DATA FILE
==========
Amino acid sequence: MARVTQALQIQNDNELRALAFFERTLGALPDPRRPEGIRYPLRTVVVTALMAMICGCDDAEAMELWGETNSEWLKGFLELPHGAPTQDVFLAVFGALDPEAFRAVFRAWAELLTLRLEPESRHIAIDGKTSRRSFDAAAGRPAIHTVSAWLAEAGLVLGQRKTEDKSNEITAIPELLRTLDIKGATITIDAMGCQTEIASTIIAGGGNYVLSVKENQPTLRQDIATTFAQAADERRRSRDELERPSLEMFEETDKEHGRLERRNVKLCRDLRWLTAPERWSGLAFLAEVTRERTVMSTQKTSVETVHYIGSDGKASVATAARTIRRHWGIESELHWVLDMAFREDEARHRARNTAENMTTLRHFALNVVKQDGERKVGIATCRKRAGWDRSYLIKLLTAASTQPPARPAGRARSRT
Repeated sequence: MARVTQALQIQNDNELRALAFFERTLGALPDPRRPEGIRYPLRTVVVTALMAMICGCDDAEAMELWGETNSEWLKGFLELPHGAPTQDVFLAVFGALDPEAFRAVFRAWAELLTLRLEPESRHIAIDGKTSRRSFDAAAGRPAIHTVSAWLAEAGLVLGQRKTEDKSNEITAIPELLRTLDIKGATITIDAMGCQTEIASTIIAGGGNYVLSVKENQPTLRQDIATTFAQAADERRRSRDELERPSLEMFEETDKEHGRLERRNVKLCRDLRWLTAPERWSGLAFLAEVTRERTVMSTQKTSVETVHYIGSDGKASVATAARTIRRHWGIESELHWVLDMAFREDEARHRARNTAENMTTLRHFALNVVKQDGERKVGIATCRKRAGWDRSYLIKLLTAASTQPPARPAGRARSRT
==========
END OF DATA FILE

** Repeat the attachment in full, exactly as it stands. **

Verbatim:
Amino acid sequence: MARVTQALQIQNDNELRALAFFERTLGALPDPRRPEGIRYPLRTVVVTALMAMICGCDDAEAMELWGETNSEWLKGFLELPHGAPTQDVFLAVFGALDPEAFRAVFRAWAELLTLRLEPESRHIAIDGKTSRRSFDAAAGRPAIHTVSAWLAEAGLVLGQRKTEDKSNEITAIPELLRTLDIKGATITIDAMGCQTEIASTIIAGGGNYVLSVKENQPTLRQDIATTFAQAADERRRSRDELERPSLEMFEETDKEHGRLERRNVKLCRDLRWLTAPERWSGLAFLAEVTRERTVMSTQKTSVETVHYIGSDGKASVATAARTIRRHWGIESELHWVLDMAFREDEARHRARNTAENMTTLRHFALNVVKQDGERKVGIATCRKRAGWDRSYLIKLLTAASTQPPARPAGRARSRT
Repeated sequence: MARVTQALQIQNDNELRALAFFERTLGALPDPRRPEGIRYPLRTVVVTALMAMICGCDDAEAMELWGETNSEWLKGFLELPHGAPTQDVFLAVFGALDPEAFRAVFRAWAELLTLRLEPESRHIAIDGKTSRRSFDAAAGRPAIHTVSAWLAEAGLVLGQRKTEDKSNEITAIPELLRTLDIKGATITIDAMGCQTEIASTIIAGGGNYVLSVKENQPTLRQDIATTFAQAADERRRSRDELERPSLEMFEETDKEHGRLERRNVKLCRDLRWLTAPERWSGLAFLAEVTRERTVMSTQKTSVETVHYIGSDGKASVATAARTIRRHWGIESELHWVLDMAFREDEARHRARNTAENMTTLRHFALNVVKQDGERKVGIATCRKRAGWDRSYLIKLLTAASTQPPARPAGRARSRT